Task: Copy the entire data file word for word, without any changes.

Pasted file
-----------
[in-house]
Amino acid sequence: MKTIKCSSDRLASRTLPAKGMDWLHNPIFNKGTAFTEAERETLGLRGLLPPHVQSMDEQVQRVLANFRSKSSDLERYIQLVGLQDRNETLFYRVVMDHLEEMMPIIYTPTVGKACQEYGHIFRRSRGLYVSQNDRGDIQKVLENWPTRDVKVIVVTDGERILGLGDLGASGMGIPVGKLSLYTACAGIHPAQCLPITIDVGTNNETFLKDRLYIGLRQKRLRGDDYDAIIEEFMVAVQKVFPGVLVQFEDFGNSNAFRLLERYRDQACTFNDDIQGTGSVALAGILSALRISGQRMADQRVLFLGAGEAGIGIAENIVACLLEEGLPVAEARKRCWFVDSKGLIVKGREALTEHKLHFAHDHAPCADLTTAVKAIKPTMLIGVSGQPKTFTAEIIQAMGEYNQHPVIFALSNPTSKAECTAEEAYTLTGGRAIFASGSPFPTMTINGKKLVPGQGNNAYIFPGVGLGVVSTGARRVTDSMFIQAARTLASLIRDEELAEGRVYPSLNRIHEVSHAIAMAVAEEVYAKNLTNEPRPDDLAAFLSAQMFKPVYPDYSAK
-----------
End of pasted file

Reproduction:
[in-house]
Amino acid sequence: MKTIKCSSDRLASRTLPAKGMDWLHNPIFNKGTAFTEAERETLGLRGLLPPHVQSMDEQVQRVLANFRSKSSDLERYIQLVGLQDRNETLFYRVVMDHLEEMMPIIYTPTVGKACQEYGHIFRRSRGLYVSQNDRGDIQKVLENWPTRDVKVIVVTDGERILGLGDLGASGMGIPVGKLSLYTACAGIHPAQCLPITIDVGTNNETFLKDRLYIGLRQKRLRGDDYDAIIEEFMVAVQKVFPGVLVQFEDFGNSNAFRLLERYRDQACTFNDDIQGTGSVALAGILSALRISGQRMADQRVLFLGAGEAGIGIAENIVACLLEEGLPVAEARKRCWFVDSKGLIVKGREALTEHKLHFAHDHAPCADLTTAVKAIKPTMLIGVSGQPKTFTAEIIQAMGEYNQHPVIFALSNPTSKAECTAEEAYTLTGGRAIFASGSPFPTMTINGKKLVPGQGNNAYIFPGVGLGVVSTGARRVTDSMFIQAARTLASLIRDEELAEGRVYPSLNRIHEVSHAIAMAVAEEVYAKNLTNEPRPDDLAAFLSAQMFKPVYPDYSAK